Former Florida governor Jeb Bush (R) offered a nuanced defense of the Common Core State Standards during a speech Thursday in Washington, trying to mend the divide within the GOP over the standards as he weighs a 2016 presidential bid.
“I respect those who have weighed in,” said Bush, who is in the minority among the GOP’s top-tier potential presidential candidates when it comes to support for the Common Core, a set of K-12 standards in reading and math that has been adopted by 43 states and the District of Columbia. “Nobody in this debate has a bad motive.”
Bush, 61, spoke at the annual summit of the Foundation for Excellence in Education, which he founded after leaving office in 2007 to promote his education agenda around the country.
Bush and New Jersey Gov. Chris Christie (R) both back the Common Core standards, but opponents include Sen. Marco Rubio (R-Fla.), Sen. Rand Paul (R-Ky.), Sen. Ted Cruz (R- Tex.) and Louisiana Gov. Bobby Jindal (R). Jindal was once a strong supporter of the Common Core standards but now is fighting with his own state education leaders in an effort to drop them.
Jindal is also suing the Obama administration, claiming that the federal government coerced states to adopt the standards by making adoption of higher standards a requirement for states that wanted to compete for federal grants.
Among the general population, support for the Common Core standards has been mixed, according to several public opinion polls. Democrats tend to support them more than Republicans. Political strategists say if Bush can survive the GOP primary process, he could emerge a stronger candidate in the general election candidate if he stands by his education agenda.
A bipartisan group of governors and state education chiefs created the Common Core State Standards in math and reading in 2010 as a way to inject consistency into K-12 academic standards, which have varied wildly from state to state. The standards spell out the skills and knowledge students should possess by the end of each grade. They are not curriculum — states and schools decide how to teach to the standards and the kinds of materials to use.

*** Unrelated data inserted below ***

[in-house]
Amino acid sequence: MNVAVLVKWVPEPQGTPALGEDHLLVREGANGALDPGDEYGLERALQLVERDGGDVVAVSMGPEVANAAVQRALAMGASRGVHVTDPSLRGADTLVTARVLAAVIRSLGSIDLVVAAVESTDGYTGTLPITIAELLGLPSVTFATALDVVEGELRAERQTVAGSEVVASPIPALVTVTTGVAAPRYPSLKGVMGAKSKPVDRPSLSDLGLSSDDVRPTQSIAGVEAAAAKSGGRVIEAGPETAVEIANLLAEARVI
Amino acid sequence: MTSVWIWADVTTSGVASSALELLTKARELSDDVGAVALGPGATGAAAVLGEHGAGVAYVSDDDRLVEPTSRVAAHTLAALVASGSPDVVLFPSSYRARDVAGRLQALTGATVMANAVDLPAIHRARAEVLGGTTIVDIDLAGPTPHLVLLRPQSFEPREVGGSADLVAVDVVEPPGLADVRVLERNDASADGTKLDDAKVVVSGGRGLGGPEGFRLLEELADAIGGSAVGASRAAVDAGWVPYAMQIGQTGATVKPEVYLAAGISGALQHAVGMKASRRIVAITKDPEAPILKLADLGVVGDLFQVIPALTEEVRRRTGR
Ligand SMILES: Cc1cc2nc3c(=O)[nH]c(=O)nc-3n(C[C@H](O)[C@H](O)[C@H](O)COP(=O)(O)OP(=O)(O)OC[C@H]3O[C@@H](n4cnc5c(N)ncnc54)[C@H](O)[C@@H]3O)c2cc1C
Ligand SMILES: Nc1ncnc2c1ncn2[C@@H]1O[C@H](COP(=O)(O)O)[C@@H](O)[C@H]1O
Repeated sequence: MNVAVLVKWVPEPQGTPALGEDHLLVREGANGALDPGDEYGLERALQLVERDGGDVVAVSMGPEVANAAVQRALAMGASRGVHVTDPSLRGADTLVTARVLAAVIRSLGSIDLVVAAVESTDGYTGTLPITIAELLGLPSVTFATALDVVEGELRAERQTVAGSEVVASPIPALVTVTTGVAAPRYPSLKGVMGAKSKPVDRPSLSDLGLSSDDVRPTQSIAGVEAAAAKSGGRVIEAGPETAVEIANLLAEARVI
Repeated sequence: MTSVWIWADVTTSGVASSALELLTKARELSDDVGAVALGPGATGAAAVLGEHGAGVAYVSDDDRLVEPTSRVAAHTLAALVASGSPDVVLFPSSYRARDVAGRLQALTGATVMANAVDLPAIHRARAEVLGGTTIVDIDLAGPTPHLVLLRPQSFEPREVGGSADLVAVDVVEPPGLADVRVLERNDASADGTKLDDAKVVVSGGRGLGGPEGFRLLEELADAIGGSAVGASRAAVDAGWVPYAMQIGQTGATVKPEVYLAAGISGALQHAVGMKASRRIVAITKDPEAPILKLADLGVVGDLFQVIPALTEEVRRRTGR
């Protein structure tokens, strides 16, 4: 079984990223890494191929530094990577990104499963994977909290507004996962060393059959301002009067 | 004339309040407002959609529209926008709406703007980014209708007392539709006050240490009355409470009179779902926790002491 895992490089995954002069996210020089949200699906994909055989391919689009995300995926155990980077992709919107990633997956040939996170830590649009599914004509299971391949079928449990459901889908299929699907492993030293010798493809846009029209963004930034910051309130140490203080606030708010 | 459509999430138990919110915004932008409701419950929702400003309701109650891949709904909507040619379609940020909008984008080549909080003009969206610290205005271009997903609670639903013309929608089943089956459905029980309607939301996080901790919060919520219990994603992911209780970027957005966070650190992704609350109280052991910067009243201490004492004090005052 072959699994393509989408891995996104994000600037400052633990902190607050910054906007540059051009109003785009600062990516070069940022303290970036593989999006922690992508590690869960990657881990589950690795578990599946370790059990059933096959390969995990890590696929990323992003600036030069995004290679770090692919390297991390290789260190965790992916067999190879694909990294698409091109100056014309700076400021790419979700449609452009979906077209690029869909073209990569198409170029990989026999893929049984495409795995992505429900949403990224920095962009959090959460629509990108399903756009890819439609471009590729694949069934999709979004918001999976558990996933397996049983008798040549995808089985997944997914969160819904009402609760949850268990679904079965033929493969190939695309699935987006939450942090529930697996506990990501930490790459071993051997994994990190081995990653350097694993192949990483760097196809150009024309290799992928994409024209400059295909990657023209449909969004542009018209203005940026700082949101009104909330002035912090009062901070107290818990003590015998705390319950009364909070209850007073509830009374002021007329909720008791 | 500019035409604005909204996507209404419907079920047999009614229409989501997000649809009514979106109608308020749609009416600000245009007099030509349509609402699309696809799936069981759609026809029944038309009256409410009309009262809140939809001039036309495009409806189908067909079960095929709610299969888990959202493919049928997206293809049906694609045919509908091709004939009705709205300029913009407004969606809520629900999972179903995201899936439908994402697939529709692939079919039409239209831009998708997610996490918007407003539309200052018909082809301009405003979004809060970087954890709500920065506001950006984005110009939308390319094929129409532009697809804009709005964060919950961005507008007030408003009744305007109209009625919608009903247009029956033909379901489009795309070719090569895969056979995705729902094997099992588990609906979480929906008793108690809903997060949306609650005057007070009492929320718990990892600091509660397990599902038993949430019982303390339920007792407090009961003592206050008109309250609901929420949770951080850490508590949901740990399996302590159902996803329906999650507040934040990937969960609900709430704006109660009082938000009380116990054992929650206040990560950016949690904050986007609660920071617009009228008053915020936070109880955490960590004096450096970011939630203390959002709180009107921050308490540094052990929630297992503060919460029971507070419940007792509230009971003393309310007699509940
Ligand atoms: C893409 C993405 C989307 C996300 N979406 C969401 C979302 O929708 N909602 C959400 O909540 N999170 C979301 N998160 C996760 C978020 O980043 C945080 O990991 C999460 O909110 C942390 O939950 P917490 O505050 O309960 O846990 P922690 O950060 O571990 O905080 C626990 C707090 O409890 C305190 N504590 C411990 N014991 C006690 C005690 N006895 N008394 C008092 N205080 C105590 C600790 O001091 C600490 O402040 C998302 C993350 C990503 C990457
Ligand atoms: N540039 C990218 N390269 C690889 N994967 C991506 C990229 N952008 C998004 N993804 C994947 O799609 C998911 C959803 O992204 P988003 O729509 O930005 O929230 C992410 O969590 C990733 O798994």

Two GOP-controlled states, Oklahoma and South Carolina, have opted to drop the standards, while others are considering revisions.
In his speech Thursday, Bush didn’t address the specific criticisms of the Common Core but instead stressed that the nation needs to raise academic expectations for K-12 students.
“This morning, over 213 million Chinese students went to school and nobody debated over whether academic standards should be lowered to protect their self-esteem,” he said. “Yet in Orange County, Florida, that exact debate did occur. And so the school board voted to make it impossible for a student to receive a grade below a 50. You get 50 out of 100 just for showing up and signing your name. This was done, and I quote here from a local official, so the students ‘do not lose all hope.’ ”
“But in an international report card on education performance, students from Shanghai ranked number one,” he said. “Students from the U.S. ranked 21st in reading and 31st in math. The point is this: An overriding concern for self-esteem instead of high expectations doesn’t help you get to number one. It gets you to 21. So let’s get real.”
States that want to dump the Common Core standards should replace them with even more rigorous benchmarks, Bush said.
“There is no question we need higher academic standards and — at the local level — diverse, high-quality content and curricula,” he said. “And in my view, the rigor of the Common Core State Standards must be the new minimum in classrooms. For those states choosing a path other than Common Core, I say this: Aim even higher . . . be bolder . . . raise standards and ask more of our students and the system.”